Springleap, a crowdsourced design company from Cape Town, announced yesterday that it’s expanding across Africa and into the Middle East. The announcement comes only weeks after the company raised $400,000 from South African and UK investors.
The partnership will see Kia match contributions “for each donation to eligible DonorsChoose.org projects.” It’s the third time the two are pairing up, with the last two years’ campaigns raising over $5 million combined. This year, there are over 1500 projects looking for funding, many needing less than $100 in order to reach their goals.
The sharing economy is rapidly developing into a powerful industry. It’s disruptive and, depending on your stance, it represents either an opportunity for individuals to earn extra cash and save money, or a shady business practice that allows crooks to evade taxes and puts people at risk. In the UK, encouragingly, both sharing economy operators and government officials recognize that there’s a need for regulation around the fledgling and highly disruptive industry.
In 1995, Microsoft’s then-CTO Nathan Myhrvold asserted that the internet would make the middle man redundant. Myhrvold was ahead of his time, but whether it is travel agents or taxi companies, it is happening today. Crowdfunding, likewise, has the potential to disrupt countless industries.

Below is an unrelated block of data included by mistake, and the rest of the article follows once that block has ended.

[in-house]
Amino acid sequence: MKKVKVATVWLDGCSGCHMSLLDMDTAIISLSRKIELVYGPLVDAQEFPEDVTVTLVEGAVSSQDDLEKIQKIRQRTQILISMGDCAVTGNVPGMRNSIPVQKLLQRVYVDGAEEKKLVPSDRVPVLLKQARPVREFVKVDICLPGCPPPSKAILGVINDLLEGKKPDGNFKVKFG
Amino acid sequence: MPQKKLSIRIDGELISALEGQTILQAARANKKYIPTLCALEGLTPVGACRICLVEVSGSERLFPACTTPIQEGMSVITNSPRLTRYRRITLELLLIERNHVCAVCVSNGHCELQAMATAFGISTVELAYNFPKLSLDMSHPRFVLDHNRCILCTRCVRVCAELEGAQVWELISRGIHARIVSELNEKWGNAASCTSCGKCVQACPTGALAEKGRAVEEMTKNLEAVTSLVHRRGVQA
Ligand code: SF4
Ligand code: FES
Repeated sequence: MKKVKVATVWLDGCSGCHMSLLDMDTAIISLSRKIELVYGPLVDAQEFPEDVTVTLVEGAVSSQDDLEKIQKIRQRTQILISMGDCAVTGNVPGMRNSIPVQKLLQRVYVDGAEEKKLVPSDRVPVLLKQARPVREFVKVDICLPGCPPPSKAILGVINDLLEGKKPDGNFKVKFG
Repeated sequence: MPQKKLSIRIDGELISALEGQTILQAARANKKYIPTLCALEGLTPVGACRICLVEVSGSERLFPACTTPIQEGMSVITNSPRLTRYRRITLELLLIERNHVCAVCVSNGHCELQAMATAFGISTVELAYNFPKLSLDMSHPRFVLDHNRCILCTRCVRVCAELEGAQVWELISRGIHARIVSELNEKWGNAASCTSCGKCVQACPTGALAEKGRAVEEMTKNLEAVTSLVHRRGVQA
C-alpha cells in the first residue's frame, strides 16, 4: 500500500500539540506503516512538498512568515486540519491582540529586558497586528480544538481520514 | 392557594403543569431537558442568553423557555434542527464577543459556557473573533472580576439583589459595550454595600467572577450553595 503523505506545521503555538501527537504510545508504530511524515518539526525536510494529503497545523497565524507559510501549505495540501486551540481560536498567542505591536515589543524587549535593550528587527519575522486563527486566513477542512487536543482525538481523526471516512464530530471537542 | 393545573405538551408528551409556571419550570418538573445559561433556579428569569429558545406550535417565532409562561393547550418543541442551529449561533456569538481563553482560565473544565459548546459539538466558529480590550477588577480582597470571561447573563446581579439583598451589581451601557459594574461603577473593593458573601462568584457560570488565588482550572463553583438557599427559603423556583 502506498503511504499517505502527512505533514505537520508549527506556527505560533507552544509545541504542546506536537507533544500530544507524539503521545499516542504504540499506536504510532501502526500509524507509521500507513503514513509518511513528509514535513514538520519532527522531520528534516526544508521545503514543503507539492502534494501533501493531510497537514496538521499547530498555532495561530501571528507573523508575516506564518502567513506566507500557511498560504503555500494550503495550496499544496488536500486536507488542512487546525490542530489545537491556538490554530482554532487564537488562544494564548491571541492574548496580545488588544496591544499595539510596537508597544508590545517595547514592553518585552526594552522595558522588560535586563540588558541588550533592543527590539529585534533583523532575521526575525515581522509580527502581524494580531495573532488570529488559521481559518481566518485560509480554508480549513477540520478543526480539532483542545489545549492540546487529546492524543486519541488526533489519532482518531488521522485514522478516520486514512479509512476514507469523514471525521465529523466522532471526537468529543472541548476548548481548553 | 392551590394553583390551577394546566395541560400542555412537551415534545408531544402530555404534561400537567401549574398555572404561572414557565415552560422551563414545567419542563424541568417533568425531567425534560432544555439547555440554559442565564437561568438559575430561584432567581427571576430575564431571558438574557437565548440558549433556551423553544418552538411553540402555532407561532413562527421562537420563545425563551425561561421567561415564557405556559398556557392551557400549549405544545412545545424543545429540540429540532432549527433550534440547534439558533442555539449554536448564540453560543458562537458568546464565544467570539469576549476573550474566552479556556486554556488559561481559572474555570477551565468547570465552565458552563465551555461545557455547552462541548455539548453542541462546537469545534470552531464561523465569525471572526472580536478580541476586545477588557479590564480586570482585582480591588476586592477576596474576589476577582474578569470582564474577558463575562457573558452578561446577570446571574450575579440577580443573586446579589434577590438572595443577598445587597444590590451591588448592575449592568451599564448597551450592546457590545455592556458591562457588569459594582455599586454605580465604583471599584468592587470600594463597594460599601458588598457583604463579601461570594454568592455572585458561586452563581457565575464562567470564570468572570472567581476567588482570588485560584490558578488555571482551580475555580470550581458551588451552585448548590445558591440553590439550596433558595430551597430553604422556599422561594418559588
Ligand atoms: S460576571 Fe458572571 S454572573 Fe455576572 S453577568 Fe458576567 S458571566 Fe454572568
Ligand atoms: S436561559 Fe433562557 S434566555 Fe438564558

The company Love Home Swap, a UK-based startup that allows its users to swap houses or rent them out to travelers, recently put out an interactive map that shows where the sharing economy startups have been founded.
Tomorrow, October 30, NineSigma will be hosting a webinar about what projects are best (and worst) suited for open innovation contests. NineSigma’s director of healthcare program management Stephen Clulow will be joined by Miles Eddowes, head of the Innovation Accelerators Department at Mondelez International, a confectionery and snacks conglomerate that spun off from Kraft Foods in 2012. UPDATE: Check out the video of the webinar after the jump!
When people think of crowdsourcing, they typically think of interactions that are happening online. Put up a logo request or an appeal for money, and someone, somewhere, will draft up a design or contribute cash. They may be in a neighboring town, or a metropolis half way across the world — the location doesn’t matter. But there are some companies that are applying the crowdsourcing model to do offline work. One of these companies is Oklahoma City-based WeGoLook.